The trouble is, the news is just too good for me to blog about respectably at the moment.

In fact, the really terrible consequence of the global economic meltdown (have you started saying that as one word, too? “Glerbleconmicmeldow”?) is the dreadful impact on our objectivity as bloggers.

Witness, for example, James Graham’s further descent into North London dinner table property angst (while the real James Graham peers out mutely from inside and can see perfectly well what is happening to him, which I don’t think is helping one bit). I on the other hand, whose North London dinner table is currently locked up in a storage facility in Finchley, am rather chipper. In this, the greatest crisis of our times (what, did no-one else watch Return of the King on channel 4 t’other weekend?) I am the one standing at the back going, “Oh. So massive inflation will adversely affect the savings I don’t have, while a stupendously overdue correction in the credit market will bring crashing down the prices of houses that I currently can’t afford. Right. Gosh, that’s… awful.”

Throw into the mix a luckily timed parental downsize, a temporary (albeit irksome) lack of living costs, and the fact that my earnings look set to double in my second year freelancing (don’t get too excited on my behalf though; two times one baked bean is still only two baked beans), and you are looking at possibly the most economically bombproof person in the western hemisphere today. (Though I mean “today” quite literally; tomorrow I might lose work and Alistair Darling might waggle his eyebrows at an awkward moment, and who knows what tsunami of destruction that might unleash.) Ok, so I still have to move three hundred miles from my birthplace and wait another six months in order to be able to even rent my own flat, never mind buy one. And I’m still absolutely not very well off. But relatively, my position has improved by literally 100%, and my range of options has vastly improved on the ones I had six months ago.

The reason for my devil-may-care attitude to recession is, of course, that I’m not in any direct sense a stakeholder. When you ain’t got nothin, it don’t mean nothin, as someone-or-other said. You are immune from all the direct and specific worry. Any worry you do indulge in is likely to be long-term and vague, much like the effects on you will be. My earnings might drop and food bill might rise to unsustainable levels tomorrow, just like everybody else’s might, but for now there’s a peculiar sort of grim luxury in knowing that everyone else has been brought down to my level, that I’ve at least got a fighting chance now. I spent the last boom year of the economy living off basics range pasta, feeling deeply alienated by the cultural celebration of wealth and practising (as it turns out) for hardship. Now suddenly I land slapbang in what is probably one of the best financial positions I’ll ever be in in my life. It feels like getting a second chance you had been told you were definitely not going to get.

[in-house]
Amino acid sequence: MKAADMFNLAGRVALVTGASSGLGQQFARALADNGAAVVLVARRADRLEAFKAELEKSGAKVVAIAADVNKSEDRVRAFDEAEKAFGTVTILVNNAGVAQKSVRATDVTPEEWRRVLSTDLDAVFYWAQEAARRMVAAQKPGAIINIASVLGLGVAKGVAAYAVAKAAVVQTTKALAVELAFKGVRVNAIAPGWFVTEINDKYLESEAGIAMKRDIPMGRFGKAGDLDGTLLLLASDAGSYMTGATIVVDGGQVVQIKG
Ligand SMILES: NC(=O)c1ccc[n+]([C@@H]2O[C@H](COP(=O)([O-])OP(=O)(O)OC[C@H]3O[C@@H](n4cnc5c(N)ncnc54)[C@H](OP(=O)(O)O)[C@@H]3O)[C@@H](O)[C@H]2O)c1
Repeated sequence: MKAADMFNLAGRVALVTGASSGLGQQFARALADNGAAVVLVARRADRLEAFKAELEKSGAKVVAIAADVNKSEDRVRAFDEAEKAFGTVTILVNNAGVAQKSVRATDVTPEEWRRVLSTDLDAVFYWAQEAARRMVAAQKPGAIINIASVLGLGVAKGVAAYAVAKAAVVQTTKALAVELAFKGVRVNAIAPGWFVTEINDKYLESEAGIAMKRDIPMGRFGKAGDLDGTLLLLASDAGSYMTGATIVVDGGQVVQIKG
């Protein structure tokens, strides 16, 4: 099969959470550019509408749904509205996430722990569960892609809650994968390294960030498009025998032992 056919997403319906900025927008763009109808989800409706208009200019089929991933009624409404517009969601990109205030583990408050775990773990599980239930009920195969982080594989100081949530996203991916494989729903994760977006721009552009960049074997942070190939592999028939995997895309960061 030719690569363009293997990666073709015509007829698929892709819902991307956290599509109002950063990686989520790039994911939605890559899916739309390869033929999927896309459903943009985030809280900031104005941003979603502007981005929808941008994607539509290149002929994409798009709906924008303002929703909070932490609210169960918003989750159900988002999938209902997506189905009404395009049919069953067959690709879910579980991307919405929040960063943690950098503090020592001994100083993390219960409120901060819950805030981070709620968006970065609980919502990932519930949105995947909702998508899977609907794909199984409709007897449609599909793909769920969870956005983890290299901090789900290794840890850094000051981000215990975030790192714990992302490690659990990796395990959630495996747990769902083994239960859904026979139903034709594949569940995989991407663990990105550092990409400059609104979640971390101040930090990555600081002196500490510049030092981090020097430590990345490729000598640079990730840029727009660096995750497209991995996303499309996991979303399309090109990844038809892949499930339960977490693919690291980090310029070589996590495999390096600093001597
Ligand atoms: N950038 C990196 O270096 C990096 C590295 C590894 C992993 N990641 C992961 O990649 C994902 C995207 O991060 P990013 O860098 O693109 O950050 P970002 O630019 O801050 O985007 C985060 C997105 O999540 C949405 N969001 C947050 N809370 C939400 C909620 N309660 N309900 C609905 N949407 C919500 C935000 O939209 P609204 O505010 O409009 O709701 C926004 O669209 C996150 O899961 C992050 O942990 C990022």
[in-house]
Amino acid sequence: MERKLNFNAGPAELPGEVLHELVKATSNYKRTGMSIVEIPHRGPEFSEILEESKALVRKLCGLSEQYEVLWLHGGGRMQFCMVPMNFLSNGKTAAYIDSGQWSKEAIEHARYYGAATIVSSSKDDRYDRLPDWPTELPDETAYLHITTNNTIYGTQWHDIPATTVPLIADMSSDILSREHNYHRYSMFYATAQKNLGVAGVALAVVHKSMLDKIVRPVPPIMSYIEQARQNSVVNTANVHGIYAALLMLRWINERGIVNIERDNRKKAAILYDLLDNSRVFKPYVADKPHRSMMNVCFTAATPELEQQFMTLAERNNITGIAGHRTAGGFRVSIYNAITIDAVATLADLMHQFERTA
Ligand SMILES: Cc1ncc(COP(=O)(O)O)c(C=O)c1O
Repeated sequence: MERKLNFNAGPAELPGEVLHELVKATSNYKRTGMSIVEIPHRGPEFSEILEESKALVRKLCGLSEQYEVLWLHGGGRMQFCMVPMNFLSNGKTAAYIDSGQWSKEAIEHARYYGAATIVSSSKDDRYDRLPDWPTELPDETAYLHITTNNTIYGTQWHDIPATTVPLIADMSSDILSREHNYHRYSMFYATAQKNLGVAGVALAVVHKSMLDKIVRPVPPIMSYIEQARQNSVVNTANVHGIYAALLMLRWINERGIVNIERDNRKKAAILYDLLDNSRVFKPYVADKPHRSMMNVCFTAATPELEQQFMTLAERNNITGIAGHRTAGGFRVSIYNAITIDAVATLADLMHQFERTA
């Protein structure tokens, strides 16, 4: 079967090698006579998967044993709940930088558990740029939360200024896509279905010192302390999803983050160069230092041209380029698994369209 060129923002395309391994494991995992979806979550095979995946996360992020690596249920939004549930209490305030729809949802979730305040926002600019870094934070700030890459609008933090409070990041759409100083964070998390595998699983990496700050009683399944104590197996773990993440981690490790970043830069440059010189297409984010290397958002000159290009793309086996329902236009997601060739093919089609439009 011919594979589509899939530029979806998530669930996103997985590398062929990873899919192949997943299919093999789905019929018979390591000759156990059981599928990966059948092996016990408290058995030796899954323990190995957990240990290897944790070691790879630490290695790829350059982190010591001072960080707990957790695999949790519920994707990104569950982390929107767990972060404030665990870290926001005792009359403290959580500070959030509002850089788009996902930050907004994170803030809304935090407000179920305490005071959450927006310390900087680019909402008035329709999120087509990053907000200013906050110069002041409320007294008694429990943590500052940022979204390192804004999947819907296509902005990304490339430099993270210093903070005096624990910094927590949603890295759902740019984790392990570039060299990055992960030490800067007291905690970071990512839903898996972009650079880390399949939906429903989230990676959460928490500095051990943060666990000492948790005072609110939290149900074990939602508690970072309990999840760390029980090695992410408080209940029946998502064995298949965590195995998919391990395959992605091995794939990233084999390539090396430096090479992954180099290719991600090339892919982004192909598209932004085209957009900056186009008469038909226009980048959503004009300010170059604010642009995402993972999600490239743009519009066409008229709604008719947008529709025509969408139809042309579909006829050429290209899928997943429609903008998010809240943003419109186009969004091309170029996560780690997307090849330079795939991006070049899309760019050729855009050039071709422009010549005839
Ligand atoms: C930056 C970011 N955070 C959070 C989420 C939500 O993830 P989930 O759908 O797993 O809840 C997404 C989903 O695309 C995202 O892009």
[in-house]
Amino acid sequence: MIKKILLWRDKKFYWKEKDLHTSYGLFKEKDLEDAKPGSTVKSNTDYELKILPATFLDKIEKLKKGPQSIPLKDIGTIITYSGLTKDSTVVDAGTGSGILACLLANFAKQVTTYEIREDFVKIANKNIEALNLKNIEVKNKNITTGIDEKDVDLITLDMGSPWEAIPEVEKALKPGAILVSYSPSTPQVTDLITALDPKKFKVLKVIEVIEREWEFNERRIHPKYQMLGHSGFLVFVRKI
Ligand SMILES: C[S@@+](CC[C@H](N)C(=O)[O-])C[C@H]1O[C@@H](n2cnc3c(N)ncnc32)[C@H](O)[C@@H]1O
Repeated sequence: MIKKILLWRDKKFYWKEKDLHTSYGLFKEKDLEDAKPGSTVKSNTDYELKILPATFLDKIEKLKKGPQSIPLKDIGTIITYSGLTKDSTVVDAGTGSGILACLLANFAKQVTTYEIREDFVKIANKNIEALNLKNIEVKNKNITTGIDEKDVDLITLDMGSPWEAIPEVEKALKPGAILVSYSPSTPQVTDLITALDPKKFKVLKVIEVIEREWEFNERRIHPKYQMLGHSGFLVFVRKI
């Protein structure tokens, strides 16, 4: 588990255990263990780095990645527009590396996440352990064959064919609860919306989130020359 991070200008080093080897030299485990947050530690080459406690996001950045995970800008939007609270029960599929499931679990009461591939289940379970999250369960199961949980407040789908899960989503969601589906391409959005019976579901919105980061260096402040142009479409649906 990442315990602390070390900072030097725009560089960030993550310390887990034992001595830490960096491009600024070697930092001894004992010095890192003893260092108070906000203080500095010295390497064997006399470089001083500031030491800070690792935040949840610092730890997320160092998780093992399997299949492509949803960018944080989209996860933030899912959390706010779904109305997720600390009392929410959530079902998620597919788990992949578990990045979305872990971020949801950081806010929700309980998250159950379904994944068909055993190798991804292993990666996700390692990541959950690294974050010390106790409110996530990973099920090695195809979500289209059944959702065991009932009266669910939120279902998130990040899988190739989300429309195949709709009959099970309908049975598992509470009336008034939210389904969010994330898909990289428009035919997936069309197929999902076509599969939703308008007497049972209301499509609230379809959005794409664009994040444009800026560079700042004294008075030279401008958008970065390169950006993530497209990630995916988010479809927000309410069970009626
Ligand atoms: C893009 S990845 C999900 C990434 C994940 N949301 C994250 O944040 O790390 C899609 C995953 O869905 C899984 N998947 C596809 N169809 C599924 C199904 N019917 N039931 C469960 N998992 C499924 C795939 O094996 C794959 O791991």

It bothers me, of course. A historian should maintain a constant awareness that they’re a hostage to fortune like everybody else. I don’t like to think of myself as the kind of subjective knee-jerker who crows at “the rich” when they’re down (whoever they are). And while I’m not a stakeholder myself, others are whose fortunes matter to me, personally and financially. Plus I expend a lot of time and vitriol berating people for attaching emotional interpretations to economic events (“The cupboard is bare”, “He didn’t mend the roof when the sun was shining”. FFS. Clegg skewering those two bits of abominable fluffspeak is still my favourite bit of his conference speech – “What is this? Just William?”). So I certainly ought to be giving short shrift to my sneaking sense of moral superiority that things are temporarily set my way (ner, ner, shouldn’t have ignored me and my kind for so long then, should you, Mister Property Market, eh? eh?). The world hasn’t actually recognised the petty injustices of my position and decided to give me a break. And I mustn’t behave in the pub as if it has. Nonono.

But self-reproach must wait. For now, I’m off flat-hunting.

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  1. It’s in weeks like this I wish that the majority of my household income didn’t come from a major UK bank so that I could not be a stakeholder too…

  2. I wouldn’t worry. It’s got to be hubris. When we’re all living under Waterloo Bridge and passing round strangled cat stew you can remind me of this blog post.

  3. You are a stakeholder now Alix 😉 no doubt your shiny new preference shares are in the post as we speak….Clegg mentioned a sinking ship and he’s right…we have just all be airlifted straight onto the deck….

  4. I know pretty much how you feel, this current crisis is ideal for me too. I’ve always taken the dull, safe route – working in a low paying but secure public sector job, putting any money I happen to come by into savings banks (in chunks of no more than £35,000), and resisting the urge to speculate in property or shares. For years I watched my savings crawl up while my more daring friends flourish and my chances of owning a place receded into the horizon. Now though it’s time fom me and those of my ilk. The dull shall inherit the Earth!

    My main concern is that the Government will meddle too much to shore up home owners and daring investors and prevent the down-to-my-level-property crash. Committing to reimburse all icesave deposits is a worring step in that direction.

    I don’t want people tosuffer of course, but these are grown ups who made grown up decisions. They had their season in the sun and I don’t think it unreasonable to expect it to be my turn.

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